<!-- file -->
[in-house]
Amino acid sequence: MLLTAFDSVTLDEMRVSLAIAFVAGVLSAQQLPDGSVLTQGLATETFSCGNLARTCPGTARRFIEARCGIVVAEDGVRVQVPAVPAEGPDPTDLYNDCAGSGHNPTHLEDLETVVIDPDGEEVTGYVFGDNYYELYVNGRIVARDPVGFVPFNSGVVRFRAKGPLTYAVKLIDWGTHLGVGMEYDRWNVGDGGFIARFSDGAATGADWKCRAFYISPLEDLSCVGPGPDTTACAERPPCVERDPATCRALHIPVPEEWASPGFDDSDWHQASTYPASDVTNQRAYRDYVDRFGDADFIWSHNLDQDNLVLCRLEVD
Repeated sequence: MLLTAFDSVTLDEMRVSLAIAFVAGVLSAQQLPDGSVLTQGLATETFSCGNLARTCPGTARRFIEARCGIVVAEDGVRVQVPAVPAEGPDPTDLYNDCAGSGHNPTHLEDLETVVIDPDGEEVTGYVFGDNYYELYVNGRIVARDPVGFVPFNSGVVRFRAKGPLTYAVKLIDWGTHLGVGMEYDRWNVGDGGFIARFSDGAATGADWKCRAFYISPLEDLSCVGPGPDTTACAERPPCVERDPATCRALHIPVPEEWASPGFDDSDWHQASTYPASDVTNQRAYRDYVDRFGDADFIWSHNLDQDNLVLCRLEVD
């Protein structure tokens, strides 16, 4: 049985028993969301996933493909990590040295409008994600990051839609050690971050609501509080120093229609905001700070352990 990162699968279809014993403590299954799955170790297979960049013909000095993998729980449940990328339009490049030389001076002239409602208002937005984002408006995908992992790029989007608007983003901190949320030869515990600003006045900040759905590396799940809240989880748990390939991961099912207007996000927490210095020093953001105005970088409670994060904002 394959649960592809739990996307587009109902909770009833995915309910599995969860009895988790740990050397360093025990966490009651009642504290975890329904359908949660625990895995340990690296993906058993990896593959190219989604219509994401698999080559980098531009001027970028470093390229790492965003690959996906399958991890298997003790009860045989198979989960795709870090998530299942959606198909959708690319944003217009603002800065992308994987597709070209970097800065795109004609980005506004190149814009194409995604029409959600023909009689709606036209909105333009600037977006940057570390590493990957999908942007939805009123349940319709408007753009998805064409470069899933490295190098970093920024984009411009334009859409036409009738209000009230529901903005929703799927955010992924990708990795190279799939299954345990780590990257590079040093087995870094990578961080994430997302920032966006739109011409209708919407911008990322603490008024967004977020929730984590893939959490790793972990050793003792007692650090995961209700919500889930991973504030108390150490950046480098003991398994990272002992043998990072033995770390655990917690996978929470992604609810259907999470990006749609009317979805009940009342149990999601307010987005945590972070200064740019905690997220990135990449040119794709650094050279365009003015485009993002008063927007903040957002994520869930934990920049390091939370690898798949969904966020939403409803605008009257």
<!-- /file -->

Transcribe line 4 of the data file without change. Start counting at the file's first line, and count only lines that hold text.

């Protein structure tokens, strides 16, 4: 049985028993969301996933493909990590040295409008994600990051839609050690971050609501509080120093229609905001700070352990 990162699968279809014993403590299954799955170790297979960049013909000095993998729980449940990328339009490049030389001076002239409602208002937005984002408006995908992992790029989007608007983003901190949320030869515990600003006045900040759905590396799940809240989880748990390939991961099912207007996000927490210095020093953001105005970088409670994060904002 394959649960592809739990996307587009109902909770009833995915309910599995969860009895988790740990050397360093025990966490009651009642504290975890329904359908949660625990895995340990690296993906058993990896593959190219989604219509994401698999080559980098531009001027970028470093390229790492965003690959996906399958991890298997003790009860045989198979989960795709870090998530299942959606198909959708690319944003217009603002800065992308994987597709070209970097800065795109004609980005506004190149814009194409995604029409959600023909009689709606036209909105333009600037977006940057570390590493990957999908942007939805009123349940319709408007753009998805064409470069899933490295190098970093920024984009411009334009859409036409009738209000009230529901903005929703799927955010992924990708990795190279799939299954345990780590990257590079040093087995870094990578961080994430997302920032966006739109011409209708919407911008990322603490008024967004977020929730984590893939959490790793972990050793003792007692650090995961209700919500889930991973504030108390150490950046480098003991398994990272002992043998990072033995770390655990917690996978929470992604609810259907999470990006749609009317979805009940009342149990999601307010987005945590972070200064740019905690997220990135990449040119794709650094050279365009003015485009993002008063927007903040957002994520869930934990920049390091939370690898798949969904966020939403409803605008009257």